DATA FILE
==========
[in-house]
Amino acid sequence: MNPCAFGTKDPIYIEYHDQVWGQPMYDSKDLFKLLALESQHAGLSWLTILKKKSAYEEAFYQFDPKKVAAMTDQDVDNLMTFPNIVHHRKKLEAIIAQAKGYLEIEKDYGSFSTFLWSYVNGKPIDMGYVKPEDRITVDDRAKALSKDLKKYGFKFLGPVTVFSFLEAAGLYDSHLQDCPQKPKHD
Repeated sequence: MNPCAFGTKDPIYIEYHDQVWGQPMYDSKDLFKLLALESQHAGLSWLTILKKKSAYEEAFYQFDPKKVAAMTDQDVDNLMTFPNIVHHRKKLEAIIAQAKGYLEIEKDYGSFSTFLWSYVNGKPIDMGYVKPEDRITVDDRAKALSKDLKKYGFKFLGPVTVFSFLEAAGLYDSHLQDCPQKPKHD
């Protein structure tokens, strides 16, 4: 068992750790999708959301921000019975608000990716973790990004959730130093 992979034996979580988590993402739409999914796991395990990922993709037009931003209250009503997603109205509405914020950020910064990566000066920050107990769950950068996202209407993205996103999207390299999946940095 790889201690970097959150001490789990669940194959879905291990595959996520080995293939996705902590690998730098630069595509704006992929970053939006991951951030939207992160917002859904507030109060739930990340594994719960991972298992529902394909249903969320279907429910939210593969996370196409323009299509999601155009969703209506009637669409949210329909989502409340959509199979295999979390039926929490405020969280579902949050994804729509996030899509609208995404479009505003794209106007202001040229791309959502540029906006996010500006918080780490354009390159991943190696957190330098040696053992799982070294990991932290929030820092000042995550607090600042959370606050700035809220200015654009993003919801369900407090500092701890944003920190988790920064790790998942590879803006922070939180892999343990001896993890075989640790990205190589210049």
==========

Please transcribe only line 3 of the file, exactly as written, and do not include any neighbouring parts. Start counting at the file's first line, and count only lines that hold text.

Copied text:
Repeated sequence: MNPCAFGTKDPIYIEYHDQVWGQPMYDSKDLFKLLALESQHAGLSWLTILKKKSAYEEAFYQFDPKKVAAMTDQDVDNLMTFPNIVHHRKKLEAIIAQAKGYLEIEKDYGSFSTFLWSYVNGKPIDMGYVKPEDRITVDDRAKALSKDLKKYGFKFLGPVTVFSFLEAAGLYDSHLQDCPQKPKHD